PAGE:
“If you two don’t stop fighting, I swear I’m going to stop this car and make you walk!”
As the parent of two children and a carpool duty veteran, I admit to having uttered such threats in the past, albeit without following through (at least on the second part). On today’s daf, we learn the term for such promises: nidrei sh’gagot, or unintentional vows.
A mishnah on today’s daf asks:
What are examples of vows that are unintentional? One who vows: “This loaf is forbidden to me if I ate or if I drank,” — and then he remembers that he ate or drank. Or, one who vows: “This loaf is forbidden for me if I will eat or if I will drink,” — and he then forgets and eats or drinks.
In our mishnah’s example, a person says that a particular loaf of bread is off limits if he ate or drank, but then remembers that he has in fact eaten, or he forgets he made the vow and eats later. In both cases, the vow is nullified since, as Tosafot says, it lacks agreement of the “heart and mouth” — that is, what was spoken was not what was intended.
The Gemara follows this up by broadening the ruling:
Just as unintentional vows are dissolved, so too unintentional oaths are dissolved.
Adding another category to this ruling, Maimonides explains why oaths that are clearly exaggerations and not meant literally — like in the carpool case — don’t take effect:
“One is not liable for oaths involving exaggerations or unintentional oaths. What is meant by oaths involving exaggerations? A person saw vast armies and tall walls and he took an oath that ‘I saw the armies of King So-and-So and they are as vast as those who left Egypt,’ ‘I saw the wall of this-and-this city and it was as high as the heavens,’ or the like. He is exempt, because he did not resolve within his heart that this was the measure of the subject in question, no more and no less. His intent was only to describe the height of the wall or the multitude of the people.” (Mishneh Torah, Oaths 3:5)
Because the intention of the vow to make them walk is a way of getting the kids to stop arguing and not really designed to endanger them, such a threat would, according to the Gemara, be nullified. There is, however, a case in the Torah when a vow proved deadly for a child.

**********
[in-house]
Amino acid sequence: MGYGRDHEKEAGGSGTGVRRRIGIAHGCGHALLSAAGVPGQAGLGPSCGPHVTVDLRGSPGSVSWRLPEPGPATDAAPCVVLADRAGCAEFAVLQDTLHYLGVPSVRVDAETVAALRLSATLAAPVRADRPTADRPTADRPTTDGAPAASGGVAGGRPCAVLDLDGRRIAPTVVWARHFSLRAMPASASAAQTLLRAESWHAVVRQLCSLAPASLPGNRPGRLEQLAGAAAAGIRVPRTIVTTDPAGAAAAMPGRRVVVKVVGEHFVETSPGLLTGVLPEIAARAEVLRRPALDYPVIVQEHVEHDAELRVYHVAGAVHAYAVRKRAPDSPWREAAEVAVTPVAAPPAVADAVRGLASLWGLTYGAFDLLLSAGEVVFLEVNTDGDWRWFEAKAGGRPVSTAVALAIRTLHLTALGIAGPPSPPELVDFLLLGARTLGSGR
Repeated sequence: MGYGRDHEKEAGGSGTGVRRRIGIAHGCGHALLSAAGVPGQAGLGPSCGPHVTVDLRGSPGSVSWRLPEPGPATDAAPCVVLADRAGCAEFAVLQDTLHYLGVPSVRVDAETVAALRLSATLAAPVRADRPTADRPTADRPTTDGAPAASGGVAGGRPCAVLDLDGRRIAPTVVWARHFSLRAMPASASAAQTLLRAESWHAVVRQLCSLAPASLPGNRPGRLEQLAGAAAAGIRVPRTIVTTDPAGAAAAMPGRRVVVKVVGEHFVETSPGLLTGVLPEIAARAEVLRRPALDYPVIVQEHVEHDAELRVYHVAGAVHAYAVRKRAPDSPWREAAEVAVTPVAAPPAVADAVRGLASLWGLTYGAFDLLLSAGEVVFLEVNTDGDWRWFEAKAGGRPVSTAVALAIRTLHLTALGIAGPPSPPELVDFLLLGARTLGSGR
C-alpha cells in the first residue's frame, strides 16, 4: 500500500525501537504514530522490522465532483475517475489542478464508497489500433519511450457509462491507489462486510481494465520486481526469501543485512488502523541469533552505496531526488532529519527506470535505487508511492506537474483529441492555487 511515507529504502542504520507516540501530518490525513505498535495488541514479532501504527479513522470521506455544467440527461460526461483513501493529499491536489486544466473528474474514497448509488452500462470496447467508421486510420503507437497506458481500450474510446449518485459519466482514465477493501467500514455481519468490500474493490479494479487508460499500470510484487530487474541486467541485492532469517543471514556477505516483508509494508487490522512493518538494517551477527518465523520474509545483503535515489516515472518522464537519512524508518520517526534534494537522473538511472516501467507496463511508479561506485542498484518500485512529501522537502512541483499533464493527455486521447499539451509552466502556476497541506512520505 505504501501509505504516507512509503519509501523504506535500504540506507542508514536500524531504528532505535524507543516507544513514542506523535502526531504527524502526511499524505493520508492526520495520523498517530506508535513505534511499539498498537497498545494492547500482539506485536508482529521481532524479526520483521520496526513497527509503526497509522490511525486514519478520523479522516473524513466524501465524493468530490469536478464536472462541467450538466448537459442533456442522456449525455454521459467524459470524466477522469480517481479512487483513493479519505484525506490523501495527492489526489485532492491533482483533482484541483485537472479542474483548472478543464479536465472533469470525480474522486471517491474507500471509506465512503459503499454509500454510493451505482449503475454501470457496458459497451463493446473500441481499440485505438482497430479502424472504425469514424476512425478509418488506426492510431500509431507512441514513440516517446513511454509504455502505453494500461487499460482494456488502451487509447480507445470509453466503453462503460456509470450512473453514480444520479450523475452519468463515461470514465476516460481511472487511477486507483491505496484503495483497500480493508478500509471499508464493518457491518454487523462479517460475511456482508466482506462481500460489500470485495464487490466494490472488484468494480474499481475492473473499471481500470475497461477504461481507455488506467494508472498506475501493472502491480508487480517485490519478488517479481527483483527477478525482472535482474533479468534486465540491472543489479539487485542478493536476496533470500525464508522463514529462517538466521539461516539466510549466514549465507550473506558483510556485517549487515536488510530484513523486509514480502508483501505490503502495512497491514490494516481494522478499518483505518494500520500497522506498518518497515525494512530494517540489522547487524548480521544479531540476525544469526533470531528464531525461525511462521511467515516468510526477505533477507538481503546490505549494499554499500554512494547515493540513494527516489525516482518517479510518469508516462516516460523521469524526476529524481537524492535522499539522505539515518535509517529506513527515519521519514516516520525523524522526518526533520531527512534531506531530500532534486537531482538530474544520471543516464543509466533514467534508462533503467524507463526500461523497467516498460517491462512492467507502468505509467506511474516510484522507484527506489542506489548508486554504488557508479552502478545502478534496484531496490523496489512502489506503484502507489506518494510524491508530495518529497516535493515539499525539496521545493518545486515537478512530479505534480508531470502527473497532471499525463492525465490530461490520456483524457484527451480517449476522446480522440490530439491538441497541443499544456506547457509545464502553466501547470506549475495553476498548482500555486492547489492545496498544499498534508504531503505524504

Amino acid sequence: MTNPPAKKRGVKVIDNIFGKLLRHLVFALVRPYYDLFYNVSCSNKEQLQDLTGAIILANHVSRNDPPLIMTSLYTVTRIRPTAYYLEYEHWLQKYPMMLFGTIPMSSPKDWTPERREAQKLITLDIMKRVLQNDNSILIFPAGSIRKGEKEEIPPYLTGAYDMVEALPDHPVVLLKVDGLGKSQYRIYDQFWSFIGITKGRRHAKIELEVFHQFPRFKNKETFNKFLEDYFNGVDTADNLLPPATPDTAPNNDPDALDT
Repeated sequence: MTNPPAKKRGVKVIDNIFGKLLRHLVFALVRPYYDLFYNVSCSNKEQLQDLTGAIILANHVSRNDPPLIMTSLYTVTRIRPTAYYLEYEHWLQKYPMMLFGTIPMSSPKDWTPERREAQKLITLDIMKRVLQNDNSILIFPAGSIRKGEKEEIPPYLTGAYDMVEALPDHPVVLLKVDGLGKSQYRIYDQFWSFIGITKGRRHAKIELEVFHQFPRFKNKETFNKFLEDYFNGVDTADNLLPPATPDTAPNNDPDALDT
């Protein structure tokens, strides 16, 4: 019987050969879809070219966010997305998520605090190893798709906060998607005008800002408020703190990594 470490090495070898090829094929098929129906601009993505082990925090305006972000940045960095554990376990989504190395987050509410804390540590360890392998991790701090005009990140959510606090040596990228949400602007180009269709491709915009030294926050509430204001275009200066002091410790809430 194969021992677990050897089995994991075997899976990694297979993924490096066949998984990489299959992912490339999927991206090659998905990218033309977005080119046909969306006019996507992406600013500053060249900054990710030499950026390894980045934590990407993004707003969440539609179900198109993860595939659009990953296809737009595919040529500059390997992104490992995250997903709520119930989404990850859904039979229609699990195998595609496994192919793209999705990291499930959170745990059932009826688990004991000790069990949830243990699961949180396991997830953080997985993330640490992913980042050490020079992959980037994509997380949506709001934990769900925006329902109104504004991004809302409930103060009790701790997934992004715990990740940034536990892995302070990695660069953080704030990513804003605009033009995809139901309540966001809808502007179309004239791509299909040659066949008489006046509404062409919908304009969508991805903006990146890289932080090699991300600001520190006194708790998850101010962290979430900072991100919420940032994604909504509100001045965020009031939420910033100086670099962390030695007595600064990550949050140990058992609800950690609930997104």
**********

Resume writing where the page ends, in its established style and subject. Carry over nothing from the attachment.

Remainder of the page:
“If you deliver the Ammonites into my hands, then whatever comes out of the door of my house to meet me on my safe return from the Ammonites shall be the Lord’s and shall be offered by me as a burnt offering.” (Judges 11:31-32)
Jephthah and his troops are ultimately successful in defeating the Ammonites. The tragedy is in what happens next:
When Jephthah arrived at his home in Mizpah, there was his daughter coming out to meet him, with timbrel and dance! She was an only child; he had no other son or daughter. On seeing her, he rent his clothes and said, “Alas, daughter! You have brought me low … For I have uttered a vow to the Lord and I cannot retract.” (Judges 11:34–35)
In the end, like the conclusion of a horrific Greek tragedy, Jephthah sacrifices his daughter to God — a God that we know, from many other places in the Hebrew Bible, abhors human sacrifice. Multiple commentators attempt to show that Jephthah’s daughter was exiled rather than murdered. The plain meaning of the text, though, is that his unintentional vow was carried out, with gruesome consequences. Why, if Jephthah clearly intended to sacrifice an animal and not his own child, did he (with his daughter’s encouragement, no less) fulfill this vow?
The entire Book of Judges, which is replete with shockingly violent and tragic stories, is well summed up by its final verse which states: “In those days there was no king in Israel; everyone did as he pleased.” By contrast, by the time of the Talmud, the rabbis had enacted reams of legislation for the Jews, including the automatic nullification of unintentional vows. Whether they had the story of Jephthah’s daughter in mind or not, such a ruling comes to protect those of us who unwittingly swear something we don’t mean literally.
Read all of Nedarim 25 on Sefaria.